The body heals the injured patellar tendon fibers by binding them together with fibrotic adhesions, or scar tissue. This is a normal, protective response of the body, done in an attempt to prevent further damage to the injured area. Unfortunately, this leads to inflexibility in the knee and possibly chronic knee problems.
The trick to healing any tendon injury is getting it to heal with minimal scar tissue formation - one of the reasons why we recommend use of the T•Shellz Wrap®. Even with optimum healing there is always less elasticity in a previously injured tendon. You need to make sure you heal this as best you can - that way, your chance of re-injury down the road is much lower than average. If not treated properly, persistent symptoms will occur, which may eventually lead to corrective surgery.
Using cold compression immediately following a patellar tendon damage reduces pain and swelling but also reduces soft tissue damage (ie. muscle, tendon and ligament damage). An ice pack or frozen bag of peas will help you minimize pain and swelling immediately following an injury or after any further re-injury (which is common due to the instability of the knee).
Cold works by interrupting and slowing nerve and tissue function in the damaged area. This is important because once blood vessels are damaged, they can no longer carry oxygenated blood to the damaged PCL so this tissue begins to break-down.
Cold temperatures slow tissue function thereby reducing the amount of damage occurring. Furthermore, because the cold numbs the nerves, it will help reduce pain.
T•Shellz Wrap® & Circulation Boost
After the inflammation and swelling below your kneecap and around your patellar tendon has reduced, you can begin to treat your entire knee with Circulation Boost, or Circulatory Boost. Circulatory Boost increases the amount of blood that flows naturally to soft tissue in your knee. Soft tissue includes muscles, tendons and ligaments; increased blood supply to damaged soft tissue is how your body heals itself.
By treating yourself with Circulation Boost you can increase your body's blood supply to the knee, enhancing your body's natural healing power. In addition, the fresh blood flow whisks away dead tissue and toxins that have built up from soft tissue damage, leaving the area clean and able to heal faster. Our Knee T•Shellz Wrap® provides a highly effective, non-invasive, non-addictive pain reliever and blood flow booster that is safe for use at home.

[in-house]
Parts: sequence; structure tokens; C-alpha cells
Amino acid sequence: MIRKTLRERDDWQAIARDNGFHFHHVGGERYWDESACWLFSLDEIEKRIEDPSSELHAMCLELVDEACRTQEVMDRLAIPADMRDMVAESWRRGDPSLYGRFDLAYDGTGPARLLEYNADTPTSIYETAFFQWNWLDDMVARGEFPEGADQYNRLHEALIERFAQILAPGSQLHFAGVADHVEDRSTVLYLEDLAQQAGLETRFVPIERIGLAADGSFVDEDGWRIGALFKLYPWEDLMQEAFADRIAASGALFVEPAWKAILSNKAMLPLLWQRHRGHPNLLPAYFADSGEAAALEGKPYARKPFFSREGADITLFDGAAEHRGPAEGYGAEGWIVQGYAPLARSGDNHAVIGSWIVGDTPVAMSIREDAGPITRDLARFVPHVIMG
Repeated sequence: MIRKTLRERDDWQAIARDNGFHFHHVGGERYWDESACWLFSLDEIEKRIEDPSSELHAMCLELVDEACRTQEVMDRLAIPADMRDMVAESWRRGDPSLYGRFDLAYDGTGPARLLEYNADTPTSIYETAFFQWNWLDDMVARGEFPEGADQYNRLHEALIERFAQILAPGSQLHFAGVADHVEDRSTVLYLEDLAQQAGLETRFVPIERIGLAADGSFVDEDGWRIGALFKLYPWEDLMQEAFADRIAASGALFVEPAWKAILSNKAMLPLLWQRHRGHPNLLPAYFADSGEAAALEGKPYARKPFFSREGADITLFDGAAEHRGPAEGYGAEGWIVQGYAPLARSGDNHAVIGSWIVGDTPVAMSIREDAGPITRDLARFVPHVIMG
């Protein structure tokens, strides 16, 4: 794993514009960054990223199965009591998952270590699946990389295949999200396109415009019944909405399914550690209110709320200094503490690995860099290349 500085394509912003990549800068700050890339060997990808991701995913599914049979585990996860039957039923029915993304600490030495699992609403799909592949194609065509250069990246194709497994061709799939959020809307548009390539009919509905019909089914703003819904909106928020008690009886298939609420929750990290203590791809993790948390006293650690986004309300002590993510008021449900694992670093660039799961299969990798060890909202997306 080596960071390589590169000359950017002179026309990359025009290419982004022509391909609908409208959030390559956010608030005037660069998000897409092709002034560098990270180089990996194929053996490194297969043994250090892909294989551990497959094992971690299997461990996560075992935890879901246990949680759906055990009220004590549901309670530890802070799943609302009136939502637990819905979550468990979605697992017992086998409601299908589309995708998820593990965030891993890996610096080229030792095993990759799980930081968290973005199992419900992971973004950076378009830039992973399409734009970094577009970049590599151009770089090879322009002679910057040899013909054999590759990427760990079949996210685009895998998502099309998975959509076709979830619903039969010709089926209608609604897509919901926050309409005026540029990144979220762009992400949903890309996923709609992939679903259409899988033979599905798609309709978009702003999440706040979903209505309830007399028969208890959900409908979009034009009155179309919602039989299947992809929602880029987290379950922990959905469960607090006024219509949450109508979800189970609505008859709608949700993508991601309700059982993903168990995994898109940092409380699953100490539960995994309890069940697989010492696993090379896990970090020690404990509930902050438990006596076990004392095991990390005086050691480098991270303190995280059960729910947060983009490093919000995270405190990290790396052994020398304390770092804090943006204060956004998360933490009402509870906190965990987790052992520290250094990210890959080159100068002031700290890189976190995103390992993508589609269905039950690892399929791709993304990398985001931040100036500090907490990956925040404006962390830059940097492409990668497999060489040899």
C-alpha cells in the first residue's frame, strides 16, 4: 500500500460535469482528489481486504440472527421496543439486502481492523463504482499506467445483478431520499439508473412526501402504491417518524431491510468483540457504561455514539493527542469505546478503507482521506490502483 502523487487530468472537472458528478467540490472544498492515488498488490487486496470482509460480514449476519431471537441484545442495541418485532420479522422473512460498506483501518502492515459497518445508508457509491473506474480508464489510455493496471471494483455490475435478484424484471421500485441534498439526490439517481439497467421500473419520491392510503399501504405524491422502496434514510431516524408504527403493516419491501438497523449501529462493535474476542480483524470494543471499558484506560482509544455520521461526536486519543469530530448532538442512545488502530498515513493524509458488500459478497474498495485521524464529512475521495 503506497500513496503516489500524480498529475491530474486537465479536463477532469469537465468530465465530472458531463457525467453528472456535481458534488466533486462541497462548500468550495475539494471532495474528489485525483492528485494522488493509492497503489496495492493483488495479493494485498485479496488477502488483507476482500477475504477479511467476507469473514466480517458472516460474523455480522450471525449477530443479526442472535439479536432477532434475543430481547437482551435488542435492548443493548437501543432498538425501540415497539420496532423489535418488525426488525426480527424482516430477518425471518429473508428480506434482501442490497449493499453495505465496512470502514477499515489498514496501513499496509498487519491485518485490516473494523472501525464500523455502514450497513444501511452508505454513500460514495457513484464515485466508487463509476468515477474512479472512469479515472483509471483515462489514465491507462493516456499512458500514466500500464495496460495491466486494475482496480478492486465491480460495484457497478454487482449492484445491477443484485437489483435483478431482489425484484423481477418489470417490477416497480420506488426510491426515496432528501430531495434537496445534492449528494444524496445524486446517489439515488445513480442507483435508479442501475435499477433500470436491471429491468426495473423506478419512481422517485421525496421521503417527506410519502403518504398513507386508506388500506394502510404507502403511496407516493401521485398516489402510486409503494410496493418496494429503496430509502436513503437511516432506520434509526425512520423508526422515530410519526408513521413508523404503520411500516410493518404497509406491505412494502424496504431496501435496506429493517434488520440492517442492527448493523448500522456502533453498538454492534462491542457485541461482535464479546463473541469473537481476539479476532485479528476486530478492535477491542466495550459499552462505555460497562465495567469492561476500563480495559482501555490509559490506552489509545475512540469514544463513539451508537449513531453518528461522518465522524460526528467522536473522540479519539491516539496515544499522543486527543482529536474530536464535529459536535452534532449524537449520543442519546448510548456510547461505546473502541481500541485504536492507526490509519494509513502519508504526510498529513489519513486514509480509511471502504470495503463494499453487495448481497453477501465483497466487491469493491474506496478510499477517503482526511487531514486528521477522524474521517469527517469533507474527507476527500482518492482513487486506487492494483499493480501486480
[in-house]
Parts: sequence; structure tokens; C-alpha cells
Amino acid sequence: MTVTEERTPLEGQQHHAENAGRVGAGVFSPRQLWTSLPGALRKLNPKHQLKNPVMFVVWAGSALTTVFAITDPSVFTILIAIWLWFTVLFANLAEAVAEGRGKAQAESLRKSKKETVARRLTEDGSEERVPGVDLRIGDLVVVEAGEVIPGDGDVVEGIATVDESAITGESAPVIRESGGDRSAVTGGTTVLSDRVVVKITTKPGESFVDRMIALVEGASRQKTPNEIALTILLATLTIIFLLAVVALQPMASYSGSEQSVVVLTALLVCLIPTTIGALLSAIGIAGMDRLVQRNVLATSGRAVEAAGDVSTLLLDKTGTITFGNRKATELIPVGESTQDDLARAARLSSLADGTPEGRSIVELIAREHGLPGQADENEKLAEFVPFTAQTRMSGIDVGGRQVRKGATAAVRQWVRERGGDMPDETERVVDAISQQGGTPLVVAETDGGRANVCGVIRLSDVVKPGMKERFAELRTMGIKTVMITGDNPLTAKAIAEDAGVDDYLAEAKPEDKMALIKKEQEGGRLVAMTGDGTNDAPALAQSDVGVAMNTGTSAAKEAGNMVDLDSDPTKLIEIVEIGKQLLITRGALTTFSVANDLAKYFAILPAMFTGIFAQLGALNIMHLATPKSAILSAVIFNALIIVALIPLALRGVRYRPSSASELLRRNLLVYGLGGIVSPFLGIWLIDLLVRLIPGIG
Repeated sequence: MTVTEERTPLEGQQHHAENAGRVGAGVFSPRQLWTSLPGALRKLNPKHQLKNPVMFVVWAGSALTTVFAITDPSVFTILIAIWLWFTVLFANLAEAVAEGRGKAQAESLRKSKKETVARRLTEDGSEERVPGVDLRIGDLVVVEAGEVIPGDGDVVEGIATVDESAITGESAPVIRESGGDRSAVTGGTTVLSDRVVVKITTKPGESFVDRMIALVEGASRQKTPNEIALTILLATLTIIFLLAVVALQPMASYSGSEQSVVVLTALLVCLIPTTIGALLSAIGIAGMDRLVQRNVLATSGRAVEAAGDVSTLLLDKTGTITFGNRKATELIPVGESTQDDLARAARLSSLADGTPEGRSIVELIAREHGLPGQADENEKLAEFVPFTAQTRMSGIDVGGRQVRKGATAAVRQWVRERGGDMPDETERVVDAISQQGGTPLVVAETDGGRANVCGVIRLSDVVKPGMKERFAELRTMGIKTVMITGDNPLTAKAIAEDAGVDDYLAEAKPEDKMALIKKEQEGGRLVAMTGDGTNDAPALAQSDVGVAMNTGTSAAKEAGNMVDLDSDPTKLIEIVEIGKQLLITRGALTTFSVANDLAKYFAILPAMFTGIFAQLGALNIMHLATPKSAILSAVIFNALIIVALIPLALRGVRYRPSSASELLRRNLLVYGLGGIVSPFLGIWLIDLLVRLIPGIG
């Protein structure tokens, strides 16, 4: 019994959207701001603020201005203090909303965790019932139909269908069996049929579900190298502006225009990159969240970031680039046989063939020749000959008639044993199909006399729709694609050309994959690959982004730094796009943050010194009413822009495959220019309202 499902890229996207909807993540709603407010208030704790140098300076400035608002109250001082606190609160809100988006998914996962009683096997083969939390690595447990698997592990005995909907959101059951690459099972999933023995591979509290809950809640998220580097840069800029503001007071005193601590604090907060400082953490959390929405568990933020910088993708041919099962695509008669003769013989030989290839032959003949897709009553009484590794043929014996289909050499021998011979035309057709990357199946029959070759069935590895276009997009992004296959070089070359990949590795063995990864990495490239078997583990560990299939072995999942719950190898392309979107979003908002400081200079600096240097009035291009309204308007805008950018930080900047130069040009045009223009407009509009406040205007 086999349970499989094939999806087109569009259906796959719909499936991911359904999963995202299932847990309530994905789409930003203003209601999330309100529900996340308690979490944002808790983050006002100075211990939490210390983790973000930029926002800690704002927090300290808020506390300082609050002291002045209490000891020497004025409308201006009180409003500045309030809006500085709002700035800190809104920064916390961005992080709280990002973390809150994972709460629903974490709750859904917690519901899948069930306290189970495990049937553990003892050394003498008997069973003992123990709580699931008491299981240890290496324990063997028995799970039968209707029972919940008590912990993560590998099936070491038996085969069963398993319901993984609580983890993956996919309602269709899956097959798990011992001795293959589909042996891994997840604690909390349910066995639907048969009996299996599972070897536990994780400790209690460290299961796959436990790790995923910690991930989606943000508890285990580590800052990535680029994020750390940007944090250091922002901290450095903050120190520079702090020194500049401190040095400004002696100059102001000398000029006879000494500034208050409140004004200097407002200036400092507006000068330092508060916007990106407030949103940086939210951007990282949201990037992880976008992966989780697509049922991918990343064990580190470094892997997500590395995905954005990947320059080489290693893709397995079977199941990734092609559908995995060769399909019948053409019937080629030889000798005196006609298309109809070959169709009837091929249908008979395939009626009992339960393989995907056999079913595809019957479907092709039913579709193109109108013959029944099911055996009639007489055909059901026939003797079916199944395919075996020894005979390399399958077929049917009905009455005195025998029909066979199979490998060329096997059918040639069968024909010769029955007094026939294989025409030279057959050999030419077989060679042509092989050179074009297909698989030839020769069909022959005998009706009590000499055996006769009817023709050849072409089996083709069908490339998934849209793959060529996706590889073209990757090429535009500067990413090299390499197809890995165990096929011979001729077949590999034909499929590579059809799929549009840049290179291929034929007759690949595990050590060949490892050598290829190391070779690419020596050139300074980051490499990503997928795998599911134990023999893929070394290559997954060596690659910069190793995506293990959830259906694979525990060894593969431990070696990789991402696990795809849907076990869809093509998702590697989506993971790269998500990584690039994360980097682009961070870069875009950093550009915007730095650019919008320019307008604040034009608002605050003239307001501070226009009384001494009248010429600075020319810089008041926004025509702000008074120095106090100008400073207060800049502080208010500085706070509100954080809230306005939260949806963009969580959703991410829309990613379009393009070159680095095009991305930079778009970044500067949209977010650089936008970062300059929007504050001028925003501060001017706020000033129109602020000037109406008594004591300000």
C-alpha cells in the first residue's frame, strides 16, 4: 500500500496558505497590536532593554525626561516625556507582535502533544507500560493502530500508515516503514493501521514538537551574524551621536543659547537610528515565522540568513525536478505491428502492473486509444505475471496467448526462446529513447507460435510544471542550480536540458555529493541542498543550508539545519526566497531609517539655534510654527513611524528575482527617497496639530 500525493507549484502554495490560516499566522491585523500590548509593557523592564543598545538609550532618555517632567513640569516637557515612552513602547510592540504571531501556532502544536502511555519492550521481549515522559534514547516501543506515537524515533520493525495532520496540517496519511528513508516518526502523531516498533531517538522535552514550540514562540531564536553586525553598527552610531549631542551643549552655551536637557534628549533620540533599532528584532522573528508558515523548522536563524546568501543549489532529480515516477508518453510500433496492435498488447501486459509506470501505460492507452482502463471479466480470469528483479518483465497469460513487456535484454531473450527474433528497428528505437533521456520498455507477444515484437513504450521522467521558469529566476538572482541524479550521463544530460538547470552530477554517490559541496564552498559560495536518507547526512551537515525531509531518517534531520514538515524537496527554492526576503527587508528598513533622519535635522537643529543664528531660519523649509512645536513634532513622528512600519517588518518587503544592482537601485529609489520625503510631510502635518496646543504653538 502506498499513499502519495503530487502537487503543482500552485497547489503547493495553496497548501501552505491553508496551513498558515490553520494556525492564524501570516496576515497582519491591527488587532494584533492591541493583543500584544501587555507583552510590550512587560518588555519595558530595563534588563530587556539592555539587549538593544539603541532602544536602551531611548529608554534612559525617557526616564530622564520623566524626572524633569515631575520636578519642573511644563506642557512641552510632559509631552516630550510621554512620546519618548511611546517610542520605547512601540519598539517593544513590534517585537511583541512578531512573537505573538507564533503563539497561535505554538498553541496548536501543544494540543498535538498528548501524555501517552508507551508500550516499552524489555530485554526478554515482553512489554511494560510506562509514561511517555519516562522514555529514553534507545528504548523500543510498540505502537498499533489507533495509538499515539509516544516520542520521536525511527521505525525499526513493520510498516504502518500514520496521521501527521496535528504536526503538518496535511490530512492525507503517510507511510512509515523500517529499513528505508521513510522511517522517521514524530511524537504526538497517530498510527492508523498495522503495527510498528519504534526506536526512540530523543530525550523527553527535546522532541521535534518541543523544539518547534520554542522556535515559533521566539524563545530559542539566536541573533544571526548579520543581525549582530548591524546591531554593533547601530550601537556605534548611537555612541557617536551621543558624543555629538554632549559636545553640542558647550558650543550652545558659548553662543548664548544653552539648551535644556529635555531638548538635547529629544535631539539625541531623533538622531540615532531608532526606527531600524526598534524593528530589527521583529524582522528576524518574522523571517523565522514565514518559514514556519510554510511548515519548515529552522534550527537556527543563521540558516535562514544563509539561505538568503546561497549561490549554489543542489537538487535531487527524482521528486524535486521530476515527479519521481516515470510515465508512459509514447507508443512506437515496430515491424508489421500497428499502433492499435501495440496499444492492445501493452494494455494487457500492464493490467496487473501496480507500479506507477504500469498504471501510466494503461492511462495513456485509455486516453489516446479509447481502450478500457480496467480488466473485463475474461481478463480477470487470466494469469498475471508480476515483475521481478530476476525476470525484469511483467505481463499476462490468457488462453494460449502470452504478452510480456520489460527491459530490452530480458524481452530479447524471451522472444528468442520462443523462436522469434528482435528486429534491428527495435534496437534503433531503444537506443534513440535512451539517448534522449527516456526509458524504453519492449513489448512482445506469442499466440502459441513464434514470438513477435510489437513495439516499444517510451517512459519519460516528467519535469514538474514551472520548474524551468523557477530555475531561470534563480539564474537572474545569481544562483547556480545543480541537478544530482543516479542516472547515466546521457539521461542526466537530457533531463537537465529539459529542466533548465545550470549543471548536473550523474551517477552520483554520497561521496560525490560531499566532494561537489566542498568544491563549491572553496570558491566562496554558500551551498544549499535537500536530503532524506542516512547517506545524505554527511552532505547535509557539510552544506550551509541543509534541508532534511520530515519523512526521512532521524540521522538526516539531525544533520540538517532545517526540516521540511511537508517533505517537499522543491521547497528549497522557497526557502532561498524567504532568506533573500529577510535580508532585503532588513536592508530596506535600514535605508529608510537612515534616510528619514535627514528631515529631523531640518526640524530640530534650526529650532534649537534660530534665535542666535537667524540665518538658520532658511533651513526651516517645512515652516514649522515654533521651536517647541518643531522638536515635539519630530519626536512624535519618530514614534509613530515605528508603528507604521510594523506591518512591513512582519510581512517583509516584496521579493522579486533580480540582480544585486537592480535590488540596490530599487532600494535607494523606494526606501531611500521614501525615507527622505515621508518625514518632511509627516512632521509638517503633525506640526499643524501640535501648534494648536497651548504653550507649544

During your recovery, you will probably have to modify and/or eliminate any activities that cause pain or discomfort in your knee until your pain and inflammation settle. Taking the time to care for your knee properly will have your knee back to normal faster and allow you to get back to the activities you enjoy.
The more diligent you are with your treatment and rehabilitation, the faster you will see successful results! With these 3 easy therapies you will notice incredible results in your knee.
Remember: We recommend that you visit your doctor and/or physiotherapist before using any of our outstanding products, to make sure they're right for you and your condition.
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During your recovery, you will probably have to modify and/or eliminate any activities that cause pain or discomfort at the location of your soft tissue injury until the pain and inflammation settle. Always consult your doctor and/or Physical Therapist before using any of our outstanding products, to make sure they are right for you and your condition. The more diligent you are with your treatment and rehabilitation, the faster you will see successful results!